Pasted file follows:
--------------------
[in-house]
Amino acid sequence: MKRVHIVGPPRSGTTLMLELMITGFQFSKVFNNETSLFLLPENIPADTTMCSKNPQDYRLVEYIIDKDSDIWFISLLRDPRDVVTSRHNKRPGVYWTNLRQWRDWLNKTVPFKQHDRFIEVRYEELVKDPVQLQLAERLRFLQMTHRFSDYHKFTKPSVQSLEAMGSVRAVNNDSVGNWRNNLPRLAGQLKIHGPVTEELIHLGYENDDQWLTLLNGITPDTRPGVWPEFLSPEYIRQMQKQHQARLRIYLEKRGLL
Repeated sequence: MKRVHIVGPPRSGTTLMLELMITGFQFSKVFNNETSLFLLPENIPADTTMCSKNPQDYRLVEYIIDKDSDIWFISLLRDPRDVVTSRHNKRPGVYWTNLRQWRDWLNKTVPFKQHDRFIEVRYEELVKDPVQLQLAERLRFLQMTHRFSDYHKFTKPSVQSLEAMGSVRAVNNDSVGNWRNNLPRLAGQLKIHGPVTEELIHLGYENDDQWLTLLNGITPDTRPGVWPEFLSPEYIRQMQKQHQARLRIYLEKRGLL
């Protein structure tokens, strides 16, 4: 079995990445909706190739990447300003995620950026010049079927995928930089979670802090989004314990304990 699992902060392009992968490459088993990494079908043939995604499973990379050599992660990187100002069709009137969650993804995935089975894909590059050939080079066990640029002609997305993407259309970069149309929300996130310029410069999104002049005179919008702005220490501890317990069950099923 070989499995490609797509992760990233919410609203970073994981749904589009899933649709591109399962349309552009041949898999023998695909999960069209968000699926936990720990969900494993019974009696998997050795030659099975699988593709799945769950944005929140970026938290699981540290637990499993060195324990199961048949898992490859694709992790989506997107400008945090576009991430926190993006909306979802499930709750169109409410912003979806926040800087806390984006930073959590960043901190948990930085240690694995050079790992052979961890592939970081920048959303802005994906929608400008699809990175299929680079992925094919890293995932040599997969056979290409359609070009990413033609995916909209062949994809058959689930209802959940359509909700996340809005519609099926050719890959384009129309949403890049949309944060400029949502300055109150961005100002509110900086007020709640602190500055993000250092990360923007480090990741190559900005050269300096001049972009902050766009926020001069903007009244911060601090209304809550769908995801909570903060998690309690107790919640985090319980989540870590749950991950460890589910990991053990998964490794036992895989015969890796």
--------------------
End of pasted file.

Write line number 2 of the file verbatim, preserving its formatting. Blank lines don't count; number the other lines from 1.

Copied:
Amino acid sequence: MKRVHIVGPPRSGTTLMLELMITGFQFSKVFNNETSLFLLPENIPADTTMCSKNPQDYRLVEYIIDKDSDIWFISLLRDPRDVVTSRHNKRPGVYWTNLRQWRDWLNKTVPFKQHDRFIEVRYEELVKDPVQLQLAERLRFLQMTHRFSDYHKFTKPSVQSLEAMGSVRAVNNDSVGNWRNNLPRLAGQLKIHGPVTEELIHLGYENDDQWLTLLNGITPDTRPGVWPEFLSPEYIRQMQKQHQARLRIYLEKRGLL